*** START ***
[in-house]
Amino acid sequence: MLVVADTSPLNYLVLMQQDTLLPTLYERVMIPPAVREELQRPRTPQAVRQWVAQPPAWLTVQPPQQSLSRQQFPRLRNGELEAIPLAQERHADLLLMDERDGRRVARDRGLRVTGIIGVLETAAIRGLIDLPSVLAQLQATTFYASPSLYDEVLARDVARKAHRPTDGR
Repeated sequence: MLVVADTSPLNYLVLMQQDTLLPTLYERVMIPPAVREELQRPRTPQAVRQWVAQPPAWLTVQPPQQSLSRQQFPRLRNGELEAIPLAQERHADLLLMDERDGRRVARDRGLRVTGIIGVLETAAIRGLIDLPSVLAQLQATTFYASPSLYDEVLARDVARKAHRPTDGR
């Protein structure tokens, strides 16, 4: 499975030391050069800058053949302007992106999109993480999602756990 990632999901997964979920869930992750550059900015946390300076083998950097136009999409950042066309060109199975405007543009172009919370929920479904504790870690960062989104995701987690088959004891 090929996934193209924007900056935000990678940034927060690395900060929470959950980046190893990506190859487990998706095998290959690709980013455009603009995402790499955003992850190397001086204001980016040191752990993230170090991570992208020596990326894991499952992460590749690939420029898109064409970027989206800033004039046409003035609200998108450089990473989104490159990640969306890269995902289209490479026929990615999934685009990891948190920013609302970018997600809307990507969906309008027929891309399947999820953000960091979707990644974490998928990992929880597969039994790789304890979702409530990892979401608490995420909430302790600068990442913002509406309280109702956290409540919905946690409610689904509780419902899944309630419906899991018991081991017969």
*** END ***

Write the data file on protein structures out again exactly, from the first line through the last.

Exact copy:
[in-house]
Amino acid sequence: MLVVADTSPLNYLVLMQQDTLLPTLYERVMIPPAVREELQRPRTPQAVRQWVAQPPAWLTVQPPQQSLSRQQFPRLRNGELEAIPLAQERHADLLLMDERDGRRVARDRGLRVTGIIGVLETAAIRGLIDLPSVLAQLQATTFYASPSLYDEVLARDVARKAHRPTDGR
Repeated sequence: MLVVADTSPLNYLVLMQQDTLLPTLYERVMIPPAVREELQRPRTPQAVRQWVAQPPAWLTVQPPQQSLSRQQFPRLRNGELEAIPLAQERHADLLLMDERDGRRVARDRGLRVTGIIGVLETAAIRGLIDLPSVLAQLQATTFYASPSLYDEVLARDVARKAHRPTDGR
């Protein structure tokens, strides 16, 4: 499975030391050069800058053949302007992106999109993480999602756990 990632999901997964979920869930992750550059900015946390300076083998950097136009999409950042066309060109199975405007543009172009919370929920479904504790870690960062989104995701987690088959004891 090929996934193209924007900056935000990678940034927060690395900060929470959950980046190893990506190859487990998706095998290959690709980013455009603009995402790499955003992850190397001086204001980016040191752990993230170090991570992208020596990326894991499952992460590749690939420029898109064409970027989206800033004039046409003035609200998108450089990473989104490159990640969306890269995902289209490479026929990615999934685009990891948190920013609302970018997600809307990507969906309008027929891309399947999820953000960091979707990644974490998928990992929880597969039994790789304890979702409530990892979401608490995420909430302790600068990442913002509406309280109702956290409540919905946690409610689904509780419902899944309630419906899991018991081991017969």